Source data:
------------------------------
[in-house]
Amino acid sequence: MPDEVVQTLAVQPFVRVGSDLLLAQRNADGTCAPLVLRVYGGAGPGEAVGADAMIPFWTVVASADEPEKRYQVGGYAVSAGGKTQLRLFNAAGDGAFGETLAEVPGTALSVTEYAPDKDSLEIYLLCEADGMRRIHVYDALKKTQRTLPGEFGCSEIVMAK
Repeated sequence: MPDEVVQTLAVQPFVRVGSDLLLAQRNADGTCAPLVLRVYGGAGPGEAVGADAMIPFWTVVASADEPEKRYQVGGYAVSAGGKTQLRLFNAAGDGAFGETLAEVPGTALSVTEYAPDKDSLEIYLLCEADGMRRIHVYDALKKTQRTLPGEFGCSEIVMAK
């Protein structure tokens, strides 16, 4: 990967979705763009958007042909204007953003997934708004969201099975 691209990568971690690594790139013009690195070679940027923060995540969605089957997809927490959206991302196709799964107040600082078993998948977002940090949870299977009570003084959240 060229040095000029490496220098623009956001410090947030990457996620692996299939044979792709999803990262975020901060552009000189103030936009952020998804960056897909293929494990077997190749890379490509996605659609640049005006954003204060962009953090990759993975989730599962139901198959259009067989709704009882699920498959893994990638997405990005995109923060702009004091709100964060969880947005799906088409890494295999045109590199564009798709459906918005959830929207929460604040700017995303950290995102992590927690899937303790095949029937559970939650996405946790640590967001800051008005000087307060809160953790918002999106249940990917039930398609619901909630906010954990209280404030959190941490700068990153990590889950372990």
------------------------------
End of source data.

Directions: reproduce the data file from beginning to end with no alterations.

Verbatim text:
[in-house]
Amino acid sequence: MPDEVVQTLAVQPFVRVGSDLLLAQRNADGTCAPLVLRVYGGAGPGEAVGADAMIPFWTVVASADEPEKRYQVGGYAVSAGGKTQLRLFNAAGDGAFGETLAEVPGTALSVTEYAPDKDSLEIYLLCEADGMRRIHVYDALKKTQRTLPGEFGCSEIVMAK
Repeated sequence: MPDEVVQTLAVQPFVRVGSDLLLAQRNADGTCAPLVLRVYGGAGPGEAVGADAMIPFWTVVASADEPEKRYQVGGYAVSAGGKTQLRLFNAAGDGAFGETLAEVPGTALSVTEYAPDKDSLEIYLLCEADGMRRIHVYDALKKTQRTLPGEFGCSEIVMAK
């Protein structure tokens, strides 16, 4: 990967979705763009958007042909204007953003997934708004969201099975 691209990568971690690594790139013009690195070679940027923060995540969605089957997809927490959206991302196709799964107040600082078993998948977002940090949870299977009570003084959240 060229040095000029490496220098623009956001410090947030990457996620692996299939044979792709999803990262975020901060552009000189103030936009952020998804960056897909293929494990077997190749890379490509996605659609640049005006954003204060962009953090990759993975989730599962139901198959259009067989709704009882699920498959893994990638997405990005995109923060702009004091709100964060969880947005799906088409890494295999045109590199564009798709459906918005959830929207929460604040700017995303950290995102992590927690899937303790095949029937559970939650996405946790640590967001800051008005000087307060809160953790918002999106249940990917039930398609619901909630906010954990209280404030959190941490700068990153990590889950372990």